Next month get to know the city of Aphrodite a little better with a few events organised by the European Capital of Culture Pafos2017.
The first event, which will run until the end of the month, takes in the forgotten back streets of Paphos, through Remnou street shops, where the atmosphere of these empty shops carries the sound of the recent economic recession. The organisers invite people to walk through these deserted streets and locate scattered artworks painted by two artists – The Divine Mother Hubbard and Jemima Puddleduck – who have never met but who share a common passion for the Idiosynchronism movement.
Idiosynchronism, which is also the name of the outdoor and site-specific exhibition, was an art movement founded in Paphos in 2005. The movement was established by Nic Costa, Jemima Puddleduck, Emilio Zapotek and the Divine Mother Hubbard. It was based on the terrible beauty of existence – subjectivity, futility and meaninglessness. The founders of the movement stated that they aimed to take art away from the illusion of objectivity and rationality and place it firmly where it belongs – into a subjective environment.
It only lasted until 2011 but during its brief existence it attracted more than 60 members worldwide including prizewinning artists, theorists and art educators. It arguably caused the rise of subsequent art activities in a number of locations including London, New York and St Petersburg.
The second event is at the Ayios Georgios harbour in Peyia, where students, residents and archaeologists as well as sailors and fishermen will host a series of events related to Yeronisos, such as lectures, festive activities and artistic interventions at the harbour area.
Geronisos, also known as the Holy Island, is an island off the coast of Peyia. Excavations on the island have brought to light findings from the Ptolemaic period as well as Ionic-style architecture that indicates the varied cultural influences of the wider Paphos region in the course of history. The event, which will take place from 8am until 12pm on Saturday, aims to highlight the natural beauty of the island, as well as the archaeological wealth of the area.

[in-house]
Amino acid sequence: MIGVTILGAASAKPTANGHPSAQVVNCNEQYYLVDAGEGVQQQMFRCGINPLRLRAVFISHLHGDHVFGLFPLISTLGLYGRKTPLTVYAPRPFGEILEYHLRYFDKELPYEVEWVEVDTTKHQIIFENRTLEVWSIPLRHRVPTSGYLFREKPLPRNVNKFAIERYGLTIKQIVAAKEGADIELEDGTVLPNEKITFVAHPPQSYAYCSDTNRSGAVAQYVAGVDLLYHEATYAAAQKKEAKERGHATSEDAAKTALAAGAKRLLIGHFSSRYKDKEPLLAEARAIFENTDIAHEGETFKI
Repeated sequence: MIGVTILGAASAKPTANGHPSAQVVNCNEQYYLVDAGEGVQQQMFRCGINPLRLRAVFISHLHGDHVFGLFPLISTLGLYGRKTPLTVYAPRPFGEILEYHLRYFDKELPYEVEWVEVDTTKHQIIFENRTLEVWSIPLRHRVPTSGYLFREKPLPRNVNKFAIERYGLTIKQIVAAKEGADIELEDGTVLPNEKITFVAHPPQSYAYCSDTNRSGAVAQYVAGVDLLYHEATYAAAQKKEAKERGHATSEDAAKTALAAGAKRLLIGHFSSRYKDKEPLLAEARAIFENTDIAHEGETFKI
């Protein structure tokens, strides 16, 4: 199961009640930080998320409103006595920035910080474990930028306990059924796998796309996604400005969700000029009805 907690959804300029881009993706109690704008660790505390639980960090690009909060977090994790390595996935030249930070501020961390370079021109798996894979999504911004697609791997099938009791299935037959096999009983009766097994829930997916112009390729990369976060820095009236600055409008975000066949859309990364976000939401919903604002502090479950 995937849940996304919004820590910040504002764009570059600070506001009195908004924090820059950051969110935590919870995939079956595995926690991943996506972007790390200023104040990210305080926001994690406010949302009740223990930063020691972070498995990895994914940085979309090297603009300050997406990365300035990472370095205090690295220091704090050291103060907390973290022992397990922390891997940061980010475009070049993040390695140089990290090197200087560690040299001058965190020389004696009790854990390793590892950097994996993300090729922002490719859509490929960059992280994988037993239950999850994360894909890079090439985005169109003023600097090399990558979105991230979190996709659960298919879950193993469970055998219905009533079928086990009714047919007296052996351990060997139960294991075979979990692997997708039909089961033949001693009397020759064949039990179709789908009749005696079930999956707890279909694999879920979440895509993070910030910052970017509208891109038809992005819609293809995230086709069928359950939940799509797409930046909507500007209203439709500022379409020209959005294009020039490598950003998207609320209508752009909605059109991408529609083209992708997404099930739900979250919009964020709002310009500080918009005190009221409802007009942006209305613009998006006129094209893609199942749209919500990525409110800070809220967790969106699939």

A sailing race around the area will also take place at 10am.
The next event is part of the Tours and Traces programme and will take in Lysos village on Sunday.
Lysos is a beautiful village with preserved traditional Cypriot architecture as many of the old houses have been restored. The main church in the village is dedicated to the Virgin Mary Chryseleousa. It was built at the end of the 15th or 16th century and it belongs to the Frankish-Byzantine architectural period. The village’s name is similar to the village of Lysi in Measaoria, meaning that it probably got its name from migrants from Asia Minor. This suggestion that the village was inhabited by ancient Greeks is also supported by archaeological findings of geometrical vessels, carved tombs and other findings.
Buses will depart from the Pafos2017 headquarters at 9am. To make your bus seat reservations, call 26-955176 or send an email to [email protected]
Take a walk around the streets of Paphos and find artwork by two artists who have a common passion for the art movement. June 1-30. Remnou Street Shops, Paphos. Tel: 26-955166
The Festivities of Geronisos
A series of events related to Geronisos, including a sailing race and festive activities. June 3. Ayios Georgios of Pegeia Harbour, Pegeia. 8am-12pm. Tel: 26-955166
Tours and Traces – Lysos
Special tour of Lysos as part of the Pafos 2017 events. June 4. District Officer’s Residence, Griva Digeni and Neofitou Nicolaide, Paphos. 9am-3.30pm. Free. Tel: 26-955176